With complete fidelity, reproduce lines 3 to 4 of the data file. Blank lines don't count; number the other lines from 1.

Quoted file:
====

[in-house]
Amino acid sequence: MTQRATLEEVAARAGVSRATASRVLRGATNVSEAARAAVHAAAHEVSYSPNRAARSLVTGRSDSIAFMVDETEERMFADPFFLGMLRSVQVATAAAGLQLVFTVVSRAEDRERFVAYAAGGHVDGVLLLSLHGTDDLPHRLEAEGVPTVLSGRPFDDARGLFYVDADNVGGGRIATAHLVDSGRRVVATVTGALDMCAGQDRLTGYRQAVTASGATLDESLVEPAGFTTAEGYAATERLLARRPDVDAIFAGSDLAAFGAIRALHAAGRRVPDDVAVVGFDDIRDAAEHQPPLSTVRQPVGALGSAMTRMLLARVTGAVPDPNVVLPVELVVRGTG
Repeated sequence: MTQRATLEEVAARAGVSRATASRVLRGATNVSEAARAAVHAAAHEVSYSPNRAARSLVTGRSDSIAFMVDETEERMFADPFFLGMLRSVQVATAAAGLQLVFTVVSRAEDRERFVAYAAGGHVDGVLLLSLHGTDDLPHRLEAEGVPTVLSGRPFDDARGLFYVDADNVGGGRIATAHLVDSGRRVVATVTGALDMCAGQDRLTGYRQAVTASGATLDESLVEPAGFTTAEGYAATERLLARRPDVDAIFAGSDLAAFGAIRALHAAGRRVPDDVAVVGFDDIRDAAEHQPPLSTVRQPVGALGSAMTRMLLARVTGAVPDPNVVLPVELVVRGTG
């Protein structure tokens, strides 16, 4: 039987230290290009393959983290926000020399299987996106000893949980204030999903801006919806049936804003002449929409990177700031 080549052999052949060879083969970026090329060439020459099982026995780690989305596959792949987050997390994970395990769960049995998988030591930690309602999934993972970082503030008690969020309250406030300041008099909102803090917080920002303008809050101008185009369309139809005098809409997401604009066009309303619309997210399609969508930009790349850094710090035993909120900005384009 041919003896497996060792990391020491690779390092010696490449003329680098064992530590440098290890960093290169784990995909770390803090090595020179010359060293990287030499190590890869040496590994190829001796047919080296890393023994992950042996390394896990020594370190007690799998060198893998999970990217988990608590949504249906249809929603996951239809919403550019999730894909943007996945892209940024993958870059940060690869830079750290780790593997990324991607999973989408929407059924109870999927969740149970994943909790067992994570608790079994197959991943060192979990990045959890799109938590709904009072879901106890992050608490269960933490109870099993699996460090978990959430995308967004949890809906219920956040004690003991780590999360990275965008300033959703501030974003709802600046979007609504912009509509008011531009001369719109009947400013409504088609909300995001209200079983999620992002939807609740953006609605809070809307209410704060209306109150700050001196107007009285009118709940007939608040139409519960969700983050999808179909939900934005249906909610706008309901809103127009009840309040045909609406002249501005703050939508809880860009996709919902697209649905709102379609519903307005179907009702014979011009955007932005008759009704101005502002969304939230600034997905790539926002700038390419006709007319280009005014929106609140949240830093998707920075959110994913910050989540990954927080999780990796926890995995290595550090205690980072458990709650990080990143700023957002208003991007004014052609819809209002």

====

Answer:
Repeated sequence: MTQRATLEEVAARAGVSRATASRVLRGATNVSEAARAAVHAAAHEVSYSPNRAARSLVTGRSDSIAFMVDETEERMFADPFFLGMLRSVQVATAAAGLQLVFTVVSRAEDRERFVAYAAGGHVDGVLLLSLHGTDDLPHRLEAEGVPTVLSGRPFDDARGLFYVDADNVGGGRIATAHLVDSGRRVVATVTGALDMCAGQDRLTGYRQAVTASGATLDESLVEPAGFTTAEGYAATERLLARRPDVDAIFAGSDLAAFGAIRALHAAGRRVPDDVAVVGFDDIRDAAEHQPPLSTVRQPVGALGSAMTRMLLARVTGAVPDPNVVLPVELVVRGTG
């Protein structure tokens, strides 16, 4: 039987230290290009393959983290926000020399299987996106000893949980204030999903801006919806049936804003002449929409990177700031 080549052999052949060879083969970026090329060439020459099982026995780690989305596959792949987050997390994970395990769960049995998988030591930690309602999934993972970082503030008690969020309250406030300041008099909102803090917080920002303008809050101008185009369309139809005098809409997401604009066009309303619309997210399609969508930009790349850094710090035993909120900005384009 041919003896497996060792990391020491690779390092010696490449003329680098064992530590440098290890960093290169784990995909770390803090090595020179010359060293990287030499190590890869040496590994190829001796047919080296890393023994992950042996390394896990020594370190007690799998060198893998999970990217988990608590949504249906249809929603996951239809919403550019999730894909943007996945892209940024993958870059940060690869830079750290780790593997990324991607999973989408929407059924109870999927969740149970994943909790067992994570608790079994197959991943060192979990990045959890799109938590709904009072879901106890992050608490269960933490109870099993699996460090978990959430995308967004949890809906219920956040004690003991780590999360990275965008300033959703501030974003709802600046979007609504912009509509008011531009001369719109009947400013409504088609909300995001209200079983999620992002939807609740953006609605809070809307209410704060209306109150700050001196107007009285009118709940007939608040139409519960969700983050999808179909939900934005249906909610706008309901809103127009009840309040045909609406002249501005703050939508809880860009996709919902697209649905709102379609519903307005179907009702014979011009955007932005008759009704101005502002969304939230600034997905790539926002700038390419006709007319280009005014929106609140949240830093998707920075959110994913910050989540990954927080999780990796926890995995290595550090205690980072458990709650990080990143700023957002208003991007004014052609819809209002």